April 14, 2016 my mom was transferred to the Senior Care Unit at the Mille Lacs Health System in Onamia. This is a geriatric behavioral health unit. At that time, we didn’t know what was really going on. Fast forward a little and we learned that my mom was suffering from Dementia.
You can read more about what has been happening by clicking HERE and reading a post from April 26.
Initially, we didn’t visit. We were told that it would be a good idea to let my mom get settled in and let them figure out what was wrong with my mom. My sister and I did go and visit, but we didn’t actually see my mom. Instead, we talked with the social worker and the head nurse. We left feeling confident that our mom was in the right place. We got good vibes. It was hard not to see her, but honestly, I wasn’t sure how I would handle it. She wasn’t herself, so to speak. Dementia has apparently taken over her brain and there was/is little left of the mom we knew.
But, we felt good about where she was at and who was taking care of her.
(This photo was taken on Mother’s Day)
Over the course of the next few weeks, I spoke with the social worker on a regular basis. I called just about every day and talked with whichever nurse was on duty that day and talked about my mom – how she was doing, if there was any improvement, etc. I even talked to my mom several times on the phone. Not that much of what we talked about made sense because of the Dementia. But we still talked. She seemed happy. The social worker was great about emailing me and the line of communication was open and good. I never felt uneasy. About anything.
Two of my brothers went to visit my mom at the end of April. They didn’t have too much to say about the visit, other than it was interesting. They felt a little uneasy, but no real “red flags” came up.
On Sunday, May 8 – Mother’s Day – we – my sister, Karen, and I – decided we would go and visit our mom. And this is where things get a little interesting.
I called that morning and talked to a nurse. I asked how my mom was doing and how her night was, typical of my conversations with the nursing staff. We talked for a little bit; I was told that “she’s kind of handful,” when referring to my mom’s behavior. I knew that. I apologized – this is not the first time I’ve said I am sorry. The reason I feel obligated to apologize is because my mom’s behavior is not “normal” – it is eccentric, I guess. She can be loud. She uses colorful language at times. She’s needy and demanding. Her delusions are grand and at times, a bit odd. But, this is NOT my mom. It is THE disease. I apologize because they don’t get to know the real Leona. They don’t know who my mom really is. All they deal with is the diseased version of my mom. For that, I apologize. I feel bad for them that they only see that side of her; the Dementia side.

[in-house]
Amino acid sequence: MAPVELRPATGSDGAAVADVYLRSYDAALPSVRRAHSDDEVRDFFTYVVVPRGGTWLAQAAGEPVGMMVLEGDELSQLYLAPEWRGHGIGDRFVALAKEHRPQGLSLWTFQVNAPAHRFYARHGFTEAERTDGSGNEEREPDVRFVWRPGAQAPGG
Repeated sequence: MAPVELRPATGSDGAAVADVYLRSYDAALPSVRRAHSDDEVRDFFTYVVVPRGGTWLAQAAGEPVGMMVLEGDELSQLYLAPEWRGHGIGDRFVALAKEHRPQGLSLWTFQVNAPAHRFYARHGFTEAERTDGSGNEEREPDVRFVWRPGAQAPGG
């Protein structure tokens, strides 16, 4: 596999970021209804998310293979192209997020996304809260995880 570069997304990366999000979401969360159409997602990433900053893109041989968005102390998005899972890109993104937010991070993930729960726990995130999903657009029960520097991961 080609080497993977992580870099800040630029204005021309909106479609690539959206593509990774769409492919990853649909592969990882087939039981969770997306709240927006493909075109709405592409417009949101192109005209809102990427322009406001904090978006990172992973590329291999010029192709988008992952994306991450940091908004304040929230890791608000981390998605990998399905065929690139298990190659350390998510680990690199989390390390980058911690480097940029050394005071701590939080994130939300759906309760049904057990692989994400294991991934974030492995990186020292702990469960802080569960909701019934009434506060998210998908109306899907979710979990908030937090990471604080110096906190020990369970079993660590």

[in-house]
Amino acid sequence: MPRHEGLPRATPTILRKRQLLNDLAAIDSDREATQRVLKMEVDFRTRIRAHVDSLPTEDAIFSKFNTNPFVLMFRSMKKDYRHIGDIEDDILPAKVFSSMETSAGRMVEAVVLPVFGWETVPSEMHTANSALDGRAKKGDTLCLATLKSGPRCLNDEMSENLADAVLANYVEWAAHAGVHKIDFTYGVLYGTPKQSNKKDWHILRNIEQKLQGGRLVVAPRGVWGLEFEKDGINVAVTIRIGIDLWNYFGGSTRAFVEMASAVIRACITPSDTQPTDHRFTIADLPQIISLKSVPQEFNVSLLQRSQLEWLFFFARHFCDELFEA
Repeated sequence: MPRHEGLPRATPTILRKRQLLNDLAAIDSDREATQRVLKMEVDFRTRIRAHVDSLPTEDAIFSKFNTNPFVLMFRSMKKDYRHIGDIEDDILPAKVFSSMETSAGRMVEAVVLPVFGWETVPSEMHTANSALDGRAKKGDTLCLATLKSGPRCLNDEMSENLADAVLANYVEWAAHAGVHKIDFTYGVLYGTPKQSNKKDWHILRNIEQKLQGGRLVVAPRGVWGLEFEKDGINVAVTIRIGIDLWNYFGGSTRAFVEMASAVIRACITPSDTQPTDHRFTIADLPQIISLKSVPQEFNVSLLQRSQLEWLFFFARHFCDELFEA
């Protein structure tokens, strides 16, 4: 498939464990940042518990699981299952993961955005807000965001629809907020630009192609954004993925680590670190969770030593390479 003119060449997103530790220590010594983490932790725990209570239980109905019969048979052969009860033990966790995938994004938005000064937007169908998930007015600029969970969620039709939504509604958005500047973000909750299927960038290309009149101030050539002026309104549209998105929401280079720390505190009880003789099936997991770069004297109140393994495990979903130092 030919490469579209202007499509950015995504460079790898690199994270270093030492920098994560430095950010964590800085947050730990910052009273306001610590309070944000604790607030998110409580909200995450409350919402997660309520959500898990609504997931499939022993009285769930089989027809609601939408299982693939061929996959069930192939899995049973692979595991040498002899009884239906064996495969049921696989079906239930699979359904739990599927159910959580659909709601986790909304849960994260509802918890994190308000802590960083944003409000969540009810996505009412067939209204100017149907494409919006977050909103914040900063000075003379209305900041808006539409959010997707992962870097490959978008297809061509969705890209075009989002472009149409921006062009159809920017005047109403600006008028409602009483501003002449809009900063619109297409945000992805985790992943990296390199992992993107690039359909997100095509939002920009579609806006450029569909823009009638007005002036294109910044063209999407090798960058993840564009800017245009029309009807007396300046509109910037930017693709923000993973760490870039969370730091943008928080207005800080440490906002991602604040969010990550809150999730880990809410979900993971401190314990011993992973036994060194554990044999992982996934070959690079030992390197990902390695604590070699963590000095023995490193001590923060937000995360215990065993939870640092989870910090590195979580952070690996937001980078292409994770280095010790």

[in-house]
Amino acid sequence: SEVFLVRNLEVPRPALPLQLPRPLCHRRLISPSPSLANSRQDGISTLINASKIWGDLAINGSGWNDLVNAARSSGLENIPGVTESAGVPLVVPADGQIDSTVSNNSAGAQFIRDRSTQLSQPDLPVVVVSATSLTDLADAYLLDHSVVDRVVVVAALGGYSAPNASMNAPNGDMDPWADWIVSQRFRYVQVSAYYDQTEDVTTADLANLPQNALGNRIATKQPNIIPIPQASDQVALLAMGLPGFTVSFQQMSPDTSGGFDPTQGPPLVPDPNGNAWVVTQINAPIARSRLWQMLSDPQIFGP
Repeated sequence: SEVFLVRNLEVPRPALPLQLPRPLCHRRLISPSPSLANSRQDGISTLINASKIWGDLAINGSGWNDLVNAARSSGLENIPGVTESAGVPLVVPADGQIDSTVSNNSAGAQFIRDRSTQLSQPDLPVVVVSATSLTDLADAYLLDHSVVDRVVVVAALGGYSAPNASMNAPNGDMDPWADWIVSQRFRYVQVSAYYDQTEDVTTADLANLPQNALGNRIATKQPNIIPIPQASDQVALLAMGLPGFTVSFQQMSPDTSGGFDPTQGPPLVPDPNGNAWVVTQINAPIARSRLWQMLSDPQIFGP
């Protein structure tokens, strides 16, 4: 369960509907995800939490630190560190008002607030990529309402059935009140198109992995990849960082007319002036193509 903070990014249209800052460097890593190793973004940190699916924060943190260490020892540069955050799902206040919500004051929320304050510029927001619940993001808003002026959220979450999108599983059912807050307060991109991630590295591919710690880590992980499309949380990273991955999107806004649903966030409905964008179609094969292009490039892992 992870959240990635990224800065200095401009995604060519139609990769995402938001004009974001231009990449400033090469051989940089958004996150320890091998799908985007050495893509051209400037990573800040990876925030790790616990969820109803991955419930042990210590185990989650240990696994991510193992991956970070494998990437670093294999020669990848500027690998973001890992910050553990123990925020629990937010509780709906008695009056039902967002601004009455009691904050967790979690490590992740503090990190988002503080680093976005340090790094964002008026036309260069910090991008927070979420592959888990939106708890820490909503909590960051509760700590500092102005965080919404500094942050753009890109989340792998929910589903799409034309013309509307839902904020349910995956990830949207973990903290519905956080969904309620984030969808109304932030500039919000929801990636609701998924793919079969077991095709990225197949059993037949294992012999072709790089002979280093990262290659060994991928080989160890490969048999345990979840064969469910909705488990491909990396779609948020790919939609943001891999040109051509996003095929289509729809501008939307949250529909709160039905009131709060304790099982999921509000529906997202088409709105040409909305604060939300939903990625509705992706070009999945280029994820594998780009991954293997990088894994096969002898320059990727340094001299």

Keep in mind, that I realize it is their job. They chose their profession. They chose to work with people who have mental disabilities. I shouldn’t apologize nor should I feel like I have to apologize, but I do. I truly feel bad that they don’t get to know the person she really was.
They don’t get to see the happy, bubbly, friendly, helpful, spunky, religioius, loving, talented, fun, charismatic, musical and all around genuine human being that she is.
Back to the phone call. I talked with the nurse for several minutes – betwen five and 10. I finally mentioned that my sister and I were coming for a visit. Immediately, she asked, “What time?” I was taken aback by this question because we were told visiting hours were from 3:30 to 5 p.m. seven days a week. I didn’t think we had a choice. I answered back, “Around 3:30.” She replied, “Oh. Well, I should probably tell you that your mom fell last night.” I asked if she was okay, to which she replied, “Yes.” I was a little shocked that I wasn’t contacted by a staff member informing me of this information and that it wasn’t until I said we were coming for a visit that I was told about the fall.
I kind of blew it off. I told my sister about the conversation though.
Well, my sister and I arrived at the facility shortly after 3:30 p.m. What happened after that was not at all what we expected. Yesterday, Friday, May 13, my sister posted on her Facebook page about the incident. Here is her account of what happened:
“Sorry that this post is so long, but I am so pissed off right now, I hope some of you will take the time to read it. I wasn’t planning to post any of this, but I changed my mind after talking to my sister.